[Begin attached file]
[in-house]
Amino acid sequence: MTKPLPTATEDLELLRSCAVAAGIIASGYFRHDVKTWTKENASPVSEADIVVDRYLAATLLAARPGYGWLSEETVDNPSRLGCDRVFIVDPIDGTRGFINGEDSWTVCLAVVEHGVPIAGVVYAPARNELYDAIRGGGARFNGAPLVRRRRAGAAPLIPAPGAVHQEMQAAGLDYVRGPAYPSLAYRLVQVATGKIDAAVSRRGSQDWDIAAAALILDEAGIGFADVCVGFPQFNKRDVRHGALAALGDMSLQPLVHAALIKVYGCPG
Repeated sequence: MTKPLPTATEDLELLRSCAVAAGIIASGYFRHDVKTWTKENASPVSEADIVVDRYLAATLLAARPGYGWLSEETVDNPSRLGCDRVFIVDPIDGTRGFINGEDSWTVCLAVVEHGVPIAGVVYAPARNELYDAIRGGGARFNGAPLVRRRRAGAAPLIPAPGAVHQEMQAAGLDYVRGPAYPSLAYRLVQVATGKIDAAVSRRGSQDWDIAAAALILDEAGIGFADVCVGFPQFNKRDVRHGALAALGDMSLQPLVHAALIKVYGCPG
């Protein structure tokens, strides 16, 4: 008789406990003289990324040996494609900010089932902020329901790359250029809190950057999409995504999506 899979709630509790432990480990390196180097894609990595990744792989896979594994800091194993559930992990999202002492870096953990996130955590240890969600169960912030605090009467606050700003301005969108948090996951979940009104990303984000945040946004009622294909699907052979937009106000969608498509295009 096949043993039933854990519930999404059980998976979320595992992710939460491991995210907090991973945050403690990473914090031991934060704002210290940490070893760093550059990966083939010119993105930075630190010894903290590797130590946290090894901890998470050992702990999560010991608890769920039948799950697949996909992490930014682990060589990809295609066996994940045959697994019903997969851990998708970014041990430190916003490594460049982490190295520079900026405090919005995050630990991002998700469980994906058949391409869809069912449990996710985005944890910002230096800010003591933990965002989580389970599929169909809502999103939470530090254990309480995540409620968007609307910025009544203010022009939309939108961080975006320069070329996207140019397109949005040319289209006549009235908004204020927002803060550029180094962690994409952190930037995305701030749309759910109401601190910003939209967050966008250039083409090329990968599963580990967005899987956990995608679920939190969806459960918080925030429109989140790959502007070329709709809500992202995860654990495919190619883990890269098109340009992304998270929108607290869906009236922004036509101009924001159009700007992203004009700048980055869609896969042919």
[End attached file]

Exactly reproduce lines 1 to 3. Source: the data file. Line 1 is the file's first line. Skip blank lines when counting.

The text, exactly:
[in-house]
Amino acid sequence: MTKPLPTATEDLELLRSCAVAAGIIASGYFRHDVKTWTKENASPVSEADIVVDRYLAATLLAARPGYGWLSEETVDNPSRLGCDRVFIVDPIDGTRGFINGEDSWTVCLAVVEHGVPIAGVVYAPARNELYDAIRGGGARFNGAPLVRRRRAGAAPLIPAPGAVHQEMQAAGLDYVRGPAYPSLAYRLVQVATGKIDAAVSRRGSQDWDIAAAALILDEAGIGFADVCVGFPQFNKRDVRHGALAALGDMSLQPLVHAALIKVYGCPG
Repeated sequence: MTKPLPTATEDLELLRSCAVAAGIIASGYFRHDVKTWTKENASPVSEADIVVDRYLAATLLAARPGYGWLSEETVDNPSRLGCDRVFIVDPIDGTRGFINGEDSWTVCLAVVEHGVPIAGVVYAPARNELYDAIRGGGARFNGAPLVRRRRAGAAPLIPAPGAVHQEMQAAGLDYVRGPAYPSLAYRLVQVATGKIDAAVSRRGSQDWDIAAAALILDEAGIGFADVCVGFPQFNKRDVRHGALAALGDMSLQPLVHAALIKVYGCPG